d. Check the student work from each year. If none of the students are doing anything remotely related to your chosen path, then it is not the right school. Do not mistake lessons you think you don't need for student work that is unrelated to your path. If you want to learn representational art and all the students and faculty are doing their take on modern art, you will find it very difficult to learn...and vice versa. Same applies to all areas.
e. If the student work is awesome, you know there are minds there that can teach and encourage, and that the student environment is at least supportive in the years that work was done. If the work is consistent over time, then you know its a consistent program.
f. There are affordable options if you do not have money. You can bust hump at the community or local college, getting generals and other courses that will transfer out of the way for cheap. You can try to get scholarships. You can get video educational materials (tons of free and super low cost stuff out there). You can attend workshops and seminars. You can seek out a local artist who works in the manner you dream about...and earn their trust. Become their assistant.
g. There are lots of paths. If you surround yourself with brilliance, it rubs off. You cannot avoid it if you are doing the work and pushing hard.
h. Ask other students how the school is. If they say the school is ok but I learn more from the students then its probably cheaper to hang out at the coffee shop and meet the art students and run in that circle. No use for study in a school where you get more out of the students than the teachers.
i. Work very hard.
j. Work even harder.
k. Enjoy BUSINESS, BASIC LEGAL, ENTREPRENEURIAL, MARKETING and PROMOTION subjects as if they are your vegetables at dinner. The difference between starving artists and non-starving artists are usually found in the complete lack of business education in the big art schools today. All art makes great biz makes for an empty fridge, and running out of paint.
l. connect online with others and share your secrets.
m. prepare for your job search, ip development path, independent freelance world etc...starting in your sophomore year. Prepare outside of any class work. Find out you need a portfolio a certain way for senior portfolio class? Do it your sophomore year and you are already ahead. One must not wait for improvement if he or she wishes to truly be a successful artist.
n. Always look for more affordable options and bang for the buck. There is no reason to be paying 130,000 USD on average for the US art schools if you are in the states. I know the Euros and Canadians have such included, but in the US, that excessive tuition will bind you in the chains of debt, locked to a job you wish you did not have to do, for far too long. Weigh financial decisions carefully. In the end, my best education came at a community college and a summer program, The Illustration Academy, not the 100k+ art school I spent the last two years after transferring. Buyer beware and good luck to you all.
ellenherbert Featured By Owner Sep 16, 2012
Best advice ever:

k. Enjoy BUSINESS, BASIC LEGAL, ENTREPRENEURIAL, MARKETING and PROMOTION subjects as if they are your vegetables at dinner. The difference between starving artists and non-starving artists are usually found in the complete lack of business education in the big art schools today. All art makes great biz makes for an empty fridge, and running out of paint.
MarieRiver Featured By Owner Sep 15, 2012  Hobbyist Traditional Artist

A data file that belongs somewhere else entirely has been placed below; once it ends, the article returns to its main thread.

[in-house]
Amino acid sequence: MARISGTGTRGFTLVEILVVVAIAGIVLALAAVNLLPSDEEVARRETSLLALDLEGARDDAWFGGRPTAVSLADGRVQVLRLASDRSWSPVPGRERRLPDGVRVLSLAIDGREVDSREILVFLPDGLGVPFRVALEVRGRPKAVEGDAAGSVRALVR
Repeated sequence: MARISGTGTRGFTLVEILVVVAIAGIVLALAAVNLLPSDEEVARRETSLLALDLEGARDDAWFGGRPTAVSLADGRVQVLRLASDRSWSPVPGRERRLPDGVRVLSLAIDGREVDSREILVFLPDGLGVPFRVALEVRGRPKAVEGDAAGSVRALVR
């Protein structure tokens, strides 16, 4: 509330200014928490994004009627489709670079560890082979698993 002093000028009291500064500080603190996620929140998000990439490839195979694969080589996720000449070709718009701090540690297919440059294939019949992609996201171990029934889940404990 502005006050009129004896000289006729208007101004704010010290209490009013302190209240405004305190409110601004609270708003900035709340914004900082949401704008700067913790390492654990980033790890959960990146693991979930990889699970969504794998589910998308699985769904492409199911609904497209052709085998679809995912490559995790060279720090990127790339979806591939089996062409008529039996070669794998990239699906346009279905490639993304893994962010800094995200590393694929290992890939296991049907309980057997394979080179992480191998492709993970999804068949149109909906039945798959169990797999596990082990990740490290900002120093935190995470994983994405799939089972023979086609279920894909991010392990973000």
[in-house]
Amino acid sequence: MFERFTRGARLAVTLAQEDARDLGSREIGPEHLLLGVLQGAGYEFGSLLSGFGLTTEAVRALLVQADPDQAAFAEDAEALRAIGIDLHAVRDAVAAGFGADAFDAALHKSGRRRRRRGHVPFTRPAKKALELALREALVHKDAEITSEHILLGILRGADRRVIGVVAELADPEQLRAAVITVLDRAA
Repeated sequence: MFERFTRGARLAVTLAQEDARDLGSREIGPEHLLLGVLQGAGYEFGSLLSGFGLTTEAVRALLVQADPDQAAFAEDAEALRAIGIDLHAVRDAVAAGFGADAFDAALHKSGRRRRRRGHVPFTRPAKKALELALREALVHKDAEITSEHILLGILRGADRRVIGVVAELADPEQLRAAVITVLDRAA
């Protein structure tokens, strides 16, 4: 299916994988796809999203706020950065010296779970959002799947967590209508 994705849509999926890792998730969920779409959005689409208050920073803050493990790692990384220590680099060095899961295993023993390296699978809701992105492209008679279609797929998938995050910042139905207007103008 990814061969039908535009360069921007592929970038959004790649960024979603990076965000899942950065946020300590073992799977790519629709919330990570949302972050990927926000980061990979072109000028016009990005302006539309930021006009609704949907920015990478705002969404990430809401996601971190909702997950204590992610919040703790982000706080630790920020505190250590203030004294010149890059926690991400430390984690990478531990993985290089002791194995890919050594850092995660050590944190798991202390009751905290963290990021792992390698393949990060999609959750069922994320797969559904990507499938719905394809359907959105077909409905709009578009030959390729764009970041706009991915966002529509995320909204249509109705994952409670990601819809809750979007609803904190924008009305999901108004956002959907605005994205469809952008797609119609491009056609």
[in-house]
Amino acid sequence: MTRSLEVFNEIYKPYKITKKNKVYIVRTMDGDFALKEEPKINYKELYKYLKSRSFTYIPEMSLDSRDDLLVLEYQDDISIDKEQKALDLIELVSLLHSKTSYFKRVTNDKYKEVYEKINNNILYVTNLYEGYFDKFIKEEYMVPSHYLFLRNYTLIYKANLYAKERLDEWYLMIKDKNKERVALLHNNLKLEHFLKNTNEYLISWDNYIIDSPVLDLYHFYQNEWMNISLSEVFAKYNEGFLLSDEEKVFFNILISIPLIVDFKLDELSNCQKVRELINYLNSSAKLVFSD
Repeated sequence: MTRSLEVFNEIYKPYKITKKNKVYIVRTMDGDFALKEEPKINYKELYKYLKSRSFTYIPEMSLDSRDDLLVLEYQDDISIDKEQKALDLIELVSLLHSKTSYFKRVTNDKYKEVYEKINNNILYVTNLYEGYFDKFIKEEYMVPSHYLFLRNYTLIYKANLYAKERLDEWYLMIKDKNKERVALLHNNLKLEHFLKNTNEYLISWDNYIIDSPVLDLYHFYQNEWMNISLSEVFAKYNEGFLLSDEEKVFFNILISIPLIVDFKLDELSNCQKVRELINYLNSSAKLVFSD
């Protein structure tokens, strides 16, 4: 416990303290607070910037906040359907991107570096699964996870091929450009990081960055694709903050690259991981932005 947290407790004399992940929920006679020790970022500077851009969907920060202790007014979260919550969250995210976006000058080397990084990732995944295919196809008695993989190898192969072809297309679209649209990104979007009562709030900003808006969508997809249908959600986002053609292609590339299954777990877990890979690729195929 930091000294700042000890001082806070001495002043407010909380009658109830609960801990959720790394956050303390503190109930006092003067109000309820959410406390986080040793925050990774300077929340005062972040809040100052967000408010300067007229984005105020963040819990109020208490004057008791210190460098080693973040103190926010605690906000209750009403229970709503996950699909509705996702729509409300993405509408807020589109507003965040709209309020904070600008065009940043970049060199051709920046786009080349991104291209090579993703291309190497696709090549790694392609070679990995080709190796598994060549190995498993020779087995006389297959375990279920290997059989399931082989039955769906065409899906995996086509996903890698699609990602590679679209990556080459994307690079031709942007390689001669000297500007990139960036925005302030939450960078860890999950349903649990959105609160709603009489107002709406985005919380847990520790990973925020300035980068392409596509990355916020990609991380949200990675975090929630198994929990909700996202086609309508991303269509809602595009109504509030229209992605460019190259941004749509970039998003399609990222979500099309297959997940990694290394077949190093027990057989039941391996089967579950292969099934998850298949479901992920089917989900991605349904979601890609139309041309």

I wish Deviant art would make articles about people who don't have to option to go to an art school and don't have many career options as an artist so they can get advice. There is no art school in my country and very few career options in art and with the job market it's only in the field of design. I always hope to read something to help me, but never find anything applying to my situation. I suppose I can't blame the site for using the state of art in their country as a template for the topics they address. They just assume everyone on here lives the same life to some extent. I wish I could go to art school. I couldn't even get to do my major in art, I was denied. What does someone in my position do. When you have limited resources and limited opportunities?
blairstudios Featured By Owner Sep 15, 2012  Hobbyist General Artist
Hi,I understand what you are saying;have you been able to look to the internet for assistance? There's a plethora of free sites that offer tutorials in art skills, as well as many reputable schools that offer the online attendance option. Also at Gnomon Works, they offer DVD tutorials. I suggest these methods because, depending on your skill level, one of your main goals should be to put together the best collection/portfolio of your work, and then unleashing it to the world. The internet has reduced the size of the world tremendously, and you could get a job anywhere in the WORLD that they have art opportunities if you're willing to take the first steps. Even if you didn't want to relocate, most companies offer telecommuting which can be awesome. Hope this helps.
MarieRiver Featured By Owner Sep 19, 2012  Hobbyist Traditional Artist
Thanks for the advice. It's really nice of you to take the time to try and help me. As for the internet *sigh*. I fear I am still in the long process of learning how to use it. Finding what I'm looking for is a pain. I still try though and I have looked around for tips on coloured pencil work and drawing and such, but haven't come across much useful information. I'll keep looking though.
As for art school online, many when I graduate from my current degree I'll have the time to explore that option. Right now, I'm so busy that finding time to write is a struggle, but I am doing one art course this semester, so maybe I'll get a taste of the basics to help me along on my own.